The complaint Golden Eagle filed in state court for declaratory relief was filed under California's declaratory relief statute, California Code of Civil Procedure Section 1060. When Charter Oak removed the case to federal court, based on diversity of citizenship, the claim remained one for declaratory relief, but the question whether to exercise federal jurisdiction to resolve the controversy became a procedural question of federal law. Haagen-Dazs Shoppe v. Born, 897 F.Supp. 122, 126, 126 n. 2 (S.D.N.Y.1995); Fischer & Porter Co. v. Moorco Int'l, 869 F.Supp. 323, 326 (E.D.Pa.1994); DeFeo v. Procter & Gamble Co., 831 F.Supp. 776, 779 (N.D.Cal.1993); National R.R. Passenger Corp. v. Consolidated Rail Corp., 670 F.Supp. 424, 429 n. 7 (D.D.C.1987); 19 Wright, Miller & Cooper, Federal Practice and Procedure: Jurisdiction 2d § 4505, at 71-72 (2d ed. 1996); Schwarzer, Tashima & Wagstaffe, California Practice Guide: Federal Civil Procedure Before Trial p 10:33.5 (1996). Because the current issue involves only a choice of forum and is grounded in considerations of judicial economy and comity, federal law, rather than state law, governs whether the district court should abstain.


The Declaratory Judgment Act, 28 U.S.C. § 2201, is the procedural statute under which a federal court determines whether to exercise its jurisdiction to hear a case such as the present one. The Declaratory Judgment Act does not itself confer federal subject matter jurisdiction. Staacke v. United States Secretary of Labor, 841 F.2d 278, 280 (9th Cir.1988). There must be an independent basis for such jurisdiction. Id. The parties predicate subject matter jurisdiction on diversity of citizenship. 28 U.S.C. § 1332. Because the parties satisfy the requirements for diversity jurisdiction, the district court had subject matter jurisdiction to hear this case. The question is whether the district court should, nevertheless, have remanded the case back to state court by exercising its judicial discretion not to hear it.


Federal courts have a "virtually unflagging obligation ... to exercise the jurisdiction given them." Colorado River Water Conservation Dist. v. United States, 424 U.S. 800, 817, 96 S.Ct. 1236, 1246, 47 L.Ed.2d 483 (1976). There are, however, exceptions to this rule.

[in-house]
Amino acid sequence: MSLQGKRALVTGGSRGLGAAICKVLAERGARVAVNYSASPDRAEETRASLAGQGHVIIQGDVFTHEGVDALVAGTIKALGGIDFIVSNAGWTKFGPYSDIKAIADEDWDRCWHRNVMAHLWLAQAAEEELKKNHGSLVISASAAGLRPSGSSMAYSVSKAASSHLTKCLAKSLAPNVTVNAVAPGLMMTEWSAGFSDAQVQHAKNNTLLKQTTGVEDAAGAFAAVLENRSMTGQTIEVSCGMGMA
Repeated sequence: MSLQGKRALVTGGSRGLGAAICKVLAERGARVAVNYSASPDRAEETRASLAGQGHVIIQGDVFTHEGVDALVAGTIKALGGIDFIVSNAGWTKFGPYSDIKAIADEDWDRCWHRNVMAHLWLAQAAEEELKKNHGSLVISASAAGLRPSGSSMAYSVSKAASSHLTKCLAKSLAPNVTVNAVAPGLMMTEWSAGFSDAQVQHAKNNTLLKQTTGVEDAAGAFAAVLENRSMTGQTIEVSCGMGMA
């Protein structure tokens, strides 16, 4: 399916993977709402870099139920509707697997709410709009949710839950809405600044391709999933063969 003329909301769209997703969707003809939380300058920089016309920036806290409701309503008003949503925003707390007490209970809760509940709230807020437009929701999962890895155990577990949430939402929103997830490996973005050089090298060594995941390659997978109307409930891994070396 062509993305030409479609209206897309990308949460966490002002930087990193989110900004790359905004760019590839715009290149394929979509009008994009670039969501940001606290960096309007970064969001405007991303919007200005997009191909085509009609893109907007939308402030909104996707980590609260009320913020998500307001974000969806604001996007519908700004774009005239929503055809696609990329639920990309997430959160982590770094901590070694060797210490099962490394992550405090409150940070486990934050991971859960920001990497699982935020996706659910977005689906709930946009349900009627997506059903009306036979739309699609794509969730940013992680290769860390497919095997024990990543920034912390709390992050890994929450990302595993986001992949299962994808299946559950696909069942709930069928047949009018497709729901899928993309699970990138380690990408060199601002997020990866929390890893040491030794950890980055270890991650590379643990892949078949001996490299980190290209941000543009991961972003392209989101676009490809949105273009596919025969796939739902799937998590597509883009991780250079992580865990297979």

In Brillhart v. Excess Ins. Co. of America, 316 U.S. 491, 62 S.Ct. 1173, 86 L.Ed. 1620 (1942), the Supreme Court held that a district court is not required by the Declaratory Judgment Act to exercise its jurisdiction. Id. at 494, 62 S.Ct. at 1175. More recently, the Supreme Court reaffirmed this holding and explained its rationale:


By the Declaratory Judgment Act, Congress sought to place a remedial arrow in the district court's quiver; it created an opportunity, rather than a duty, to grant a new form of relief to qualifying litigants. Consistent with the nonobligatory nature of the remedy, a district court is authorized, in the sound exercise of its discretion, to stay or to dismiss an action seeking a declaratory judgment before trial or after all arguments have drawn to a close. In the declaratory judgment context, the normal principle that federal courts should adjudicate claims within their jurisdiction yields to considerations of practicality and wise judicial administration.


Wilton v. Seven Falls Co., 515 U.S. 277, ----, 115 S.Ct. 2137, 2143, 132 L.Ed.2d 214 (1995).


In this circuit, we have held that "practicality and wise judicial administration" considerations "generally counsel against the exercise of federal-court jurisdiction over claims for declaratory relief that involve only state law questions and are brought during the pendency of a related state court proceeding. Certainly that is the case with insurance coverage disputes." Employers Reinsurance Corp. v. Karussos, 65 F.3d 796, 801 (9th Cir.1995). See also American Nat'l Fire Ins. Co. v. Hungerford, 53 F.3d 1012, 1019 (9th Cir.1995); Continental Cas. Co. v. Robsac Indus., 947 F.2d 1367, 1374 (9th Cir.1991).


Although our case law has applied the Brillhart doctrine only in cases where a parallel proceeding exists in state court, nothing in the Declaratory Judgment Act requires a parallel state proceeding in order for the district court to exercise its discretion to decline to entertain the action. Clearly, the existence of a parallel state proceeding would be a major factor in the district court's consideration of "practicality and wise judicial administration," but the absence of a parallel state proceeding is not necessarily dispositive; the potential for such a proceeding may suffice. See Wilton, 515 U.S. at ----, 115 S.Ct. at 2144 ("We do not attempt ... to delineate the outer boundaries of that discretion in other cases, for example, ... cases in which there are no parallel state proceedings").


In deciding whether a district court abuses its discretion by deciding to hear a declaratory relief action, we consider whether "there are circumstances present to warrant an exception to the general rule that the action belongs in state rather than federal court." Karussos, 65 F.3d at 799. When the district court offers no indication that it even considered the issue, and it is not clear that the exercise of jurisdiction is necessarily improper, the proper course is usually for this court to remand the matter to the district court. Id. at 799 n. 1.